Trade and Development Report 1992

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The world economy has been suffering its most severe recession since the Second World War. Production has fallen in the United States and flattened in Japan. Western Europe is stagnating: the boost provided by German unification has petered out, while high interest rates remain. Growth has picked up in Latin America, but remains slow there and in other developing regions, other than parts of Asia. Central and Eastern Europe are suffering a precipitous fall in living standards; the transition process is proving much more painful than anticipated. Overall, signs of improvement are scant.



Regional performance and short-term prospects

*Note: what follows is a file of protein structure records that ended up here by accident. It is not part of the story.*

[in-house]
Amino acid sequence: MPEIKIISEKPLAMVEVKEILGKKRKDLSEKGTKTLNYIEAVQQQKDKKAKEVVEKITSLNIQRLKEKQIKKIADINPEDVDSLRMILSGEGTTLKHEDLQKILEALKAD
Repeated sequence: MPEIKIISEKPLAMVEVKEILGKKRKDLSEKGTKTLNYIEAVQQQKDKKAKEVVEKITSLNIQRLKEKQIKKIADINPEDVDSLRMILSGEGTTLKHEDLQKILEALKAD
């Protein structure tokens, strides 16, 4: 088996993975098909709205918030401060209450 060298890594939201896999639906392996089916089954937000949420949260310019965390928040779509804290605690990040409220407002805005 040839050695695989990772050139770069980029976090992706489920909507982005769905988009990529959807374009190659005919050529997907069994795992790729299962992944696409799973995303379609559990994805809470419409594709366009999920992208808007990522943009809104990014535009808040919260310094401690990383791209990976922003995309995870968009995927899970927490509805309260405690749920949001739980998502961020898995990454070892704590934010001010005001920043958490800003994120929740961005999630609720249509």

In 1991 per capita GDP in Latin America rose for the first time since 1987. In contrast to the closing years of the 1980s, when vigorous export expansion failed to spark a concomitant improvement in GDP growth, the resumption of growth in 1991 took place in spite of reduced export purchasing power. While the earlier failure to grow was due in part to internal economic disequilibria engendered by the debt crisis, in 1991 import capacity of the region was considerably enhanced as a result of lower debt service payments, on account of lower interest rates, and of substantial net capital inflows. In addition, lower debt payments provided direct relief to budgets and indirectly benefited the economy at large. In many countries, resumed growth was also accompanied by markedly smaller increases in the price level.


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